Free Agency 101

One of the most confusing parts of Major League Baseball is free agency; more specifically, the actual rules that govern when it can and cannot occur and what can and cannot be discussed.

The rules governing free agency are covered under Article XX-B of the 2012-2016 MLB Collective Bargaining Agreement (CBA) and let me tell you, reading it is like reading the fine print on a new car contract or one of those internet disclaimers that you scroll through and click “I have read and understand the above” – without doing either.

Pending free agent Brandon League has expressed his desire to remain with the Dodgers and will undoubtedly be one of Ned Colletti’s top priorities this off-season, perhaps as early as next week. (Photo credit – Stephen Dunn)

Rather than reading Article XX-B of the CBA (which is like watching paint dry), I’ll try to sum up the free agency thing for you in a nutshell.

A player officially becomes a free agent at 9:00 A.M. Eastern Time on the day following the last game of the World Series which, barring a miracle, will most likely be 9:00 A.M. Eastern Time on Monday morning.

When a player officially becomes a free agent, the team that he is currently on has until 11:59 P.M. Eastern Time on the fifth day following the last game of the World Series (referred to as the “Quiet Period”) to discuss the possibility of being re-signed by that team. No other teams are permitted to contact a pending free agent during the Quiet Period. As strange (and dumb) as it may sound, the player and the team “…shall not negotiate terms or contract with each other.” They may, however, discuss:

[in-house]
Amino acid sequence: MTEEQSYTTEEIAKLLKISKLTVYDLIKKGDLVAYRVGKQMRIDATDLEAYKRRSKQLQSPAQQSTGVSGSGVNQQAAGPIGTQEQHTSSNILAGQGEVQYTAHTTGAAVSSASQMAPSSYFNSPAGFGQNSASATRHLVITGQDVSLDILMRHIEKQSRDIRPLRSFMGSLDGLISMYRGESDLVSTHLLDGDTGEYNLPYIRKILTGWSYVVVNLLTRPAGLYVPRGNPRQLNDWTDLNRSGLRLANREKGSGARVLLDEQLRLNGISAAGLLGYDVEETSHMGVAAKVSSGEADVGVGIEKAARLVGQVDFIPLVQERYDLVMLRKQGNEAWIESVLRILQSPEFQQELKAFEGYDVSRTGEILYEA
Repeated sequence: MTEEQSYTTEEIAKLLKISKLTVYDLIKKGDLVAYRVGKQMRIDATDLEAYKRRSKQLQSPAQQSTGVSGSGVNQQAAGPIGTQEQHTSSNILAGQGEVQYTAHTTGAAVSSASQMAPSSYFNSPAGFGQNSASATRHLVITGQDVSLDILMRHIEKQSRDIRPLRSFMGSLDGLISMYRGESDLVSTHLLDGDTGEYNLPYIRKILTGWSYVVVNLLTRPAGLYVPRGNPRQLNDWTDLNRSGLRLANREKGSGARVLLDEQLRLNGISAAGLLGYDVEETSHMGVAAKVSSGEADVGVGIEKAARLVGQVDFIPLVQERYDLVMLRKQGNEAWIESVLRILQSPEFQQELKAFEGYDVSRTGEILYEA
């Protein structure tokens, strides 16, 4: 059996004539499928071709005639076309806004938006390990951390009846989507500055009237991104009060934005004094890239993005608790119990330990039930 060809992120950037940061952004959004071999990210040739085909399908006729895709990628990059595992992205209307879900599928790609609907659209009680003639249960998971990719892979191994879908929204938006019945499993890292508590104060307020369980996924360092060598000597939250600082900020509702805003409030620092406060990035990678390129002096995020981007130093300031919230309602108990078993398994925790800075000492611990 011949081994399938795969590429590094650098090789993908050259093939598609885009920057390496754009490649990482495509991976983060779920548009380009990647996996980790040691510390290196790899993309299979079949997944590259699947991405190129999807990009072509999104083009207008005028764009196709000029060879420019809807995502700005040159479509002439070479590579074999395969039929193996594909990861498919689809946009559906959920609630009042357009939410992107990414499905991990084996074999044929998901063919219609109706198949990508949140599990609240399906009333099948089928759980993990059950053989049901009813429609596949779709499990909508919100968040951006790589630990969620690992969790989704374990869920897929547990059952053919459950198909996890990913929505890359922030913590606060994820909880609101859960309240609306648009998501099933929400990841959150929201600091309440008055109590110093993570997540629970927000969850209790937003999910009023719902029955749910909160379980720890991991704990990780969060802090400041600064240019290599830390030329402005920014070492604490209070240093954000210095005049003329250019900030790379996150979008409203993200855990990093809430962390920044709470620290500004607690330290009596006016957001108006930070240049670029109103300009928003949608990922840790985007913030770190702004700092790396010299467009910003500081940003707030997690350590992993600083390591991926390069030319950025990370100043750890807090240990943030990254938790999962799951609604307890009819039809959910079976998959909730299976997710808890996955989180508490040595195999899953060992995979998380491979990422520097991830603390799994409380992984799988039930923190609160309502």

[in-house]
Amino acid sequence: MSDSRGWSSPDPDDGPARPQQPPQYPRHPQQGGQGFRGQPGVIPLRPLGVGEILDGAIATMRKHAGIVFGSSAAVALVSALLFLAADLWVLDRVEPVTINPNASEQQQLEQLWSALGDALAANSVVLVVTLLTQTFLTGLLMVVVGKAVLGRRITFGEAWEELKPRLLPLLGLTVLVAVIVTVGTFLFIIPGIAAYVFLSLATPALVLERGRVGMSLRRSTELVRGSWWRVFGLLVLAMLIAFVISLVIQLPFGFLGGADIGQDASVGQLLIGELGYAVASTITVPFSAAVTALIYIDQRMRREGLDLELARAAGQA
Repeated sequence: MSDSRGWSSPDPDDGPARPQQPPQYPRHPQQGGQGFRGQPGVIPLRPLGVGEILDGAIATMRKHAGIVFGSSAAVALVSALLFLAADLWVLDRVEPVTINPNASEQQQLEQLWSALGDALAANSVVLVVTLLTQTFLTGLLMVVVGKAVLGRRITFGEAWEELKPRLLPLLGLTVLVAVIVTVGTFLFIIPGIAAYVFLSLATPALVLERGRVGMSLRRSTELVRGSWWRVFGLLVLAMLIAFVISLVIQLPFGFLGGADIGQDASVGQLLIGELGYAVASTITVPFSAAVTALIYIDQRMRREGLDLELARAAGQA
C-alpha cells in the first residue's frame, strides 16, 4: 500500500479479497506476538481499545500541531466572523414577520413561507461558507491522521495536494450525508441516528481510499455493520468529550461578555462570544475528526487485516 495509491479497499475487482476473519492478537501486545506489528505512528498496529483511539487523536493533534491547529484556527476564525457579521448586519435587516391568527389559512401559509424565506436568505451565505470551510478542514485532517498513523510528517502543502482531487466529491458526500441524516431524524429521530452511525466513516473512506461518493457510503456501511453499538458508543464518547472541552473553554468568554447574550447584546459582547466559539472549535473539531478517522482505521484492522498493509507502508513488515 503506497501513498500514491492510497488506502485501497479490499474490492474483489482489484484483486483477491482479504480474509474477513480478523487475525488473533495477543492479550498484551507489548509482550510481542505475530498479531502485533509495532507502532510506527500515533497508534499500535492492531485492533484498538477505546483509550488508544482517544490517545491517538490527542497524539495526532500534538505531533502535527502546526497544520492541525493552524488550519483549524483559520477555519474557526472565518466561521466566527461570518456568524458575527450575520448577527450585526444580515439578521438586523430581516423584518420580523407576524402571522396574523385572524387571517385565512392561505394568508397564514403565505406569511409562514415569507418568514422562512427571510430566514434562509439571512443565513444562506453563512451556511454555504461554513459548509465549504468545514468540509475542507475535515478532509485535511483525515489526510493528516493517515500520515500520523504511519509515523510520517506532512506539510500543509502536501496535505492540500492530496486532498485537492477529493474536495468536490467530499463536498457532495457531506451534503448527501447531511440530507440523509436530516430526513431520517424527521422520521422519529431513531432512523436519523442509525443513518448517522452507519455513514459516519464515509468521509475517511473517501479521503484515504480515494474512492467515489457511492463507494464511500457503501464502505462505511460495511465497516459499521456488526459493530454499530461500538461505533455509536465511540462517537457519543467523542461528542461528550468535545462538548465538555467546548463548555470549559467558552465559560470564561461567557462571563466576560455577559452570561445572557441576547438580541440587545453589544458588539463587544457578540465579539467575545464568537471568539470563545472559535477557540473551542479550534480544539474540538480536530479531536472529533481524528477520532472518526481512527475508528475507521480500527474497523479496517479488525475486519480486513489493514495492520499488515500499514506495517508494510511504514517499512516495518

• the Player’s interest in playing for the Club, and the Club’s interest in having the Player play for it;
  • the Club’s plans about how it intends to utilize the Player’s services (as a starting pitcher or reliever, as a designated hitter or not, platooning, etc.);
  • the advantages and disadvantages of playing for the Club including the nature of the organization, the climate of the city, availability of suitable housing, etc.;
  • length of contract;
  • guarantee provisions;
  • and no-trade or limited no-trade provisions

If these things are acceptable to both the Player and the Club, they can then negotiate the terms (money) of the contract and actually sign a contract at the conclusion of the Quiet Period. If these things are not acceptable to both the Player and the Club or the Club has made no attempt to contact the Player during the Quiet Period (and after 11:59 P.M. Eastern Time of the fifth day following the last game of the World Series), the Player can then be approached (or can themselves approach) any other Clubs in an attempt to negotiate a contract.

Although some players re-sign with their former team, most of them do not, opting instead to test the free agent market with hopes of getting several interested Clubs to bid against one another (in terms of money and/or years) to increase their value. The Player’s agent will also try to increase their client’s value by embellishing on their future potential or comparing their client with other similar high-dollar free agents. This doesn’t always work, however, and occasionally it backfires completely, leading to contracts that are well below what they had hoped for or lower than offers that they turned down earlier in the off-season. On the other hand, team owners who conspire against free agents in an attempt to keep them out of the game are guilty of collusion, for which there are very serious penalties and sanctions.